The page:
What is the validity of a document if it was notarized by a non-notary using the actual notarys stamp in their absence.

National Notary Association

07 Jan 2020

Hello. A Notary stamp cannot be used by anyone except the commissioned Notary.

Kristy broussard

12 Jan 2020

Okay is it illegal paperwork to be before a notary or it does it have to be signed in front of the notary for it to be legal .... Im asking bc i signed provisional custody by mandate form for medical purposes only for 6 months to my God mother but it wasn't in front of a notary ... And my God mother had two witnesses signed and said that she will get it notarized by a notary ... Now i know that in fact that im supposed to have a copy of the form as well as her and the notary .. my God mother refuses to give me a copy ... Im from lousiana ... And i need to know what can i do about it

National Notary Association

13 Jan 2020

Hello. We're sorry, but any questions about the legality of a medical custody document would need to be answered by a qualified attorney.

Sherry Sigmon

17 Jan 2020

What if a notary uses a different spelling of their name like Gale instead of Gail. I'm in NC.

National Notary Association

22 Jan 2020

Hello. A Notary should always sign and write their name exactly as it appears on their Notary commission.

Jane

18 Jan 2020

I recently had a Failure to Appear for a class a Misdemeanor for a traffic ticket in Whiteville, NC. Will this cause me to not be able to keep my Notary License?

National Notary Association

22 Jan 2020

Hello. North Carolina rules for disqualification are as follows: "The Secretary of State may deny an application for commission or recommission based on (t)he applicant’s conviction or plea of admission or nolo contendere to a felony or any crime involving dishonesty or moral turpitude. In no case may a commission be issued to an applicant within 10 years after release from prison, probation, or parole, whichever is later” (GS 10B-5[d][2]). “A notary public may not hold public office if he or she: • Has been convicted of a felony under North Carolina or federal law. • Has been convicted of a felony in another state that is also considered a felony under North Carolina law. • Has been convicted of corruption or malpractice in any office. • Has been removed from any office by impeachment. “All of these constitutional disqualifications prevent anyone from holding the office of notary public if his or her citizenship rights have not been restored in the manner prescribed by law. However, individuals who have been incarcerated or placed on probation are able to submit an application for consideration provided that 10 years have passed since the applicant’s last day of prison, parole, or probation. G.S. 10B-5(d)(2)” (NC Notary Public Guide).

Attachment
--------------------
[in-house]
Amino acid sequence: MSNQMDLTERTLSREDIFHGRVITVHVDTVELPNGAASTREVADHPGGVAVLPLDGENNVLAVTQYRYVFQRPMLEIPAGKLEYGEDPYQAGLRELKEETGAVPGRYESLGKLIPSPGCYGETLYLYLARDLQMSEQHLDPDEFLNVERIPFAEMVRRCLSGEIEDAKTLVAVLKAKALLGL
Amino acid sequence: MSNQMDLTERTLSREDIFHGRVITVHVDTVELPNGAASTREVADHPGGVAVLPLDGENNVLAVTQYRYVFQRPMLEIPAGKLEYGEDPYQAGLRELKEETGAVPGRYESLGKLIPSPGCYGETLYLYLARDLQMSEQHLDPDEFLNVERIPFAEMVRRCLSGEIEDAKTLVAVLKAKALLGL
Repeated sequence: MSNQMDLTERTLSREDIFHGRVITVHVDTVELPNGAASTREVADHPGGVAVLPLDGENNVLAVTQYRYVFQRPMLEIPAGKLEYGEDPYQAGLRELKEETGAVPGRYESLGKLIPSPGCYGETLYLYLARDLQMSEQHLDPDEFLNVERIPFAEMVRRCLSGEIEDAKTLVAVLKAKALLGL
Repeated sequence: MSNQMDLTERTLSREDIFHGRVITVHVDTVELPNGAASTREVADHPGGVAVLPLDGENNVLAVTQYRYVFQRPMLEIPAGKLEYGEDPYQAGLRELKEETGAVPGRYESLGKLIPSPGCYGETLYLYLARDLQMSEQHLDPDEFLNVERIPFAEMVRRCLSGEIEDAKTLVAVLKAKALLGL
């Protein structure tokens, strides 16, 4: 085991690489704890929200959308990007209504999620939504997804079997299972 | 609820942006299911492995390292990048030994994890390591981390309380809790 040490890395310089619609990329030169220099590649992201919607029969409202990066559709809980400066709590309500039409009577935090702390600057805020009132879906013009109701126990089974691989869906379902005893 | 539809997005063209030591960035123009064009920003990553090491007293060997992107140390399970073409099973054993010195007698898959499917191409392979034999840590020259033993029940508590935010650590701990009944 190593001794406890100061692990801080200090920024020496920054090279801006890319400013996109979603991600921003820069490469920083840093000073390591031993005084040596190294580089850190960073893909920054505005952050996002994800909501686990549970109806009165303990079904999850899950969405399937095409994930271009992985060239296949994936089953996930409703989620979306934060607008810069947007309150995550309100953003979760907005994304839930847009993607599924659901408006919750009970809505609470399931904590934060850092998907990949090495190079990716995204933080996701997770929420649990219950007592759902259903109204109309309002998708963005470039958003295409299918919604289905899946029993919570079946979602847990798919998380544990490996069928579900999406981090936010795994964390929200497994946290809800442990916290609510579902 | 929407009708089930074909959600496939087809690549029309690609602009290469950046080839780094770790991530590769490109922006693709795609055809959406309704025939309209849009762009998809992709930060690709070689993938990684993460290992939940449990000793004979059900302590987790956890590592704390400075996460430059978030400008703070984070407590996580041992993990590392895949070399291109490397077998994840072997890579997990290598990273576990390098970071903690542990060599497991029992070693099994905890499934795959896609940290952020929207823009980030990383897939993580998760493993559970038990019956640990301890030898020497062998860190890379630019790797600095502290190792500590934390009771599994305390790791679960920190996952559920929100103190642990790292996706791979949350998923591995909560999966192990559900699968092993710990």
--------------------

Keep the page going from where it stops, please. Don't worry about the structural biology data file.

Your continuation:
Joy

23 Jan 2020

A wrecker service notary notarized and forged my dads home deed and life insurance policy to her mother my dads sister without my dads being present and forged his signature to do it happened the day before he went into the hospital And my dads sisters daughter stole all his deeds and insurance policy and took my name off I’m his only daughter and no notary was present with him signing he informed me and he was on house bound and he wasn’t able to leave home , he didn’t sign nothing in front of his sisters notary they forged it while he was on hospice

Robert Beresford

02 Feb 2020

My question is regarding Florida Laws. I have three quit claim deeds that are forged. The Notary involved was asked about these documents and they stated they were fraud in May 2019. Their Commission expired in August 2019 and they stilk havent reported this theft to Tallahassee and a property hearing concerning one of the three document goes to court this week which is to quiet the title and both parties are the committing fraud as well as the Notary...How can this be dealt with because local law enforcement tells me the Notary is the 1st victim that has to report the misuse of her stamp but instead of notifying authorities the notary produce an affidavit stating one document was a fogery but ignoring the others that would also be discarded in my favor as only living relative. Instead two people are fighting over property they've stolen by fraud

National Notary Association

05 Feb 2020

Hello. We are sorry, but you will need to contact a qualified attorney for legal advice on how to proceed with any fraud issue in court.